Ofcom unveil changes to help full fibre broadband expansion

19 March 2021, 15:50   By Dr Lucy Brown, Editor

Regulator announces new rules for full fibre expansion to encourage development across the UK.

The decision means the fastest fibre packages provided by the Openreach network will continue to free from pricing regulations, allowing the company to further invest into the broadband network.

Openreach have responded positively, saying they will expand fibre to the premises (FTTP) to 20 million homes, but critics of Ofcom's decision say it's too generous.

Separately, the Government has confirmed their gigabit broadband scheme has been renamed Project Gigabit and given some details about the rollout.

ofcom site on mobile
Source: Ofcom

New regulations

Ofcom's decisions on full fibre regulation are part of a five-year review covering the period of April 2021 through to March 2026.

They pinpoint several ways their new rules help to drive competitive investment:

  • Wholesale prices of entry level copper and fibre to the cabinet (FTTC) services will now stay flat instead of being forced down by regulation
  • The fastest fibre Openreach deliver will remain free from regulation as customers have an option of entry-level fibre services instead
  • Openreach will be able to charge a little more for regulated full fibre products to reflect their improved reliability
  • Cost based regulation on fibre services is not expected to be introduced for at least 10 years

Ofcom also say they will continue to monitor the industry to check the regulations aren't stifling investment from Openreach's competitors.

What does it mean for customers?

While the review document is highly technical, it has a few implications for all broadband customers.

In practice, it means:

  • Costs of copper and superfast broadband packages will stay flat at best and may increase if third party providers need to cover costs
  • There won't be any price regulations on Openreach's fastest fibre deals because customers have the alternative of slower speeds and don't have to sign up to the more expensive deals
  • Vulnerable customers on ageing copper connections will be protected during the transition to full fibre

Reaction from companies has been mixed, with Openreach/BT saying these new rules give them the confidence they need to expand FTTP to 20 million homes by the late 2020s.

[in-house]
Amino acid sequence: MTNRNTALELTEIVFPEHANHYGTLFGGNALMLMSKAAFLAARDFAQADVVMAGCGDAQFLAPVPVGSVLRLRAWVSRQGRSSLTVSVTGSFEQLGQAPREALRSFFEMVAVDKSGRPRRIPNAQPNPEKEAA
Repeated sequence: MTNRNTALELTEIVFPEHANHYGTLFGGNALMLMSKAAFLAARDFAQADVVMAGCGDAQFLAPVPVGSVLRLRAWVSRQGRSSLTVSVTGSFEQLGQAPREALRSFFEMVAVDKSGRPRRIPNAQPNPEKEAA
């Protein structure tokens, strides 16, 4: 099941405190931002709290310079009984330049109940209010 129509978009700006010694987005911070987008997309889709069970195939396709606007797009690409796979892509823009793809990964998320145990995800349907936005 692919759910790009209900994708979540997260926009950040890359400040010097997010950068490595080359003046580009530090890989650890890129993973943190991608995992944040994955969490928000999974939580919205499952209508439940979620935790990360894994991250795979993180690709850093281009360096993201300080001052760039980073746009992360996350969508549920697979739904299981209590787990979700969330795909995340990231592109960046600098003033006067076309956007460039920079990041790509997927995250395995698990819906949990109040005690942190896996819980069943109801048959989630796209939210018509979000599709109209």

Virgin Media, who have been expanding their own Gig1 service to 6.8 million homes over recent years, welcomed the plans as offering longer-term clarity to the industry.

However, TalkTalk (who recently launched FTTP in several cities using the CityFibre network) were critical of the proposals for increasing retail costs.

They also said customers will experience blanket price increases when the majority of them will not see the benefits of full fibre for years to come.

Project Gigabit

In a separate development, the Department for Digital, Culture, Media and Sport (DCMS) confirmed the name of their full fibre voucher scheme has been changed to Project Gigabit.

This scheme is designed to plug the hard-to-reach gaps in the gigabit-capable broadband rollout, and the first areas to benefit from Government funding have been announced:

  • Up to 130,000 premises in the North East
  • Up to 80,000 premises in West Cumbria in the Lake District National Park
  • Up to 50,000 premises in North and West Northumberland and East Cumbria
  • Up to 140,000 premises in Cambridge and adjacent areas
  • Up to 60,000 premises in East Cornwall
  • Up to 50,000 premises in West Cornwall

Additional contracts will also be given to suppliers in Essex and Dorset, plus funding is being to Scotland under Project Gigabit.

It's currently envisioned 85% of the UK will have gigabit-capable connections by 2025 after the 95% target was quietly scrapped in the November 2020 Spending Review.

Learn more about FTTP in this guide.

Which broadband deals are available in your area?

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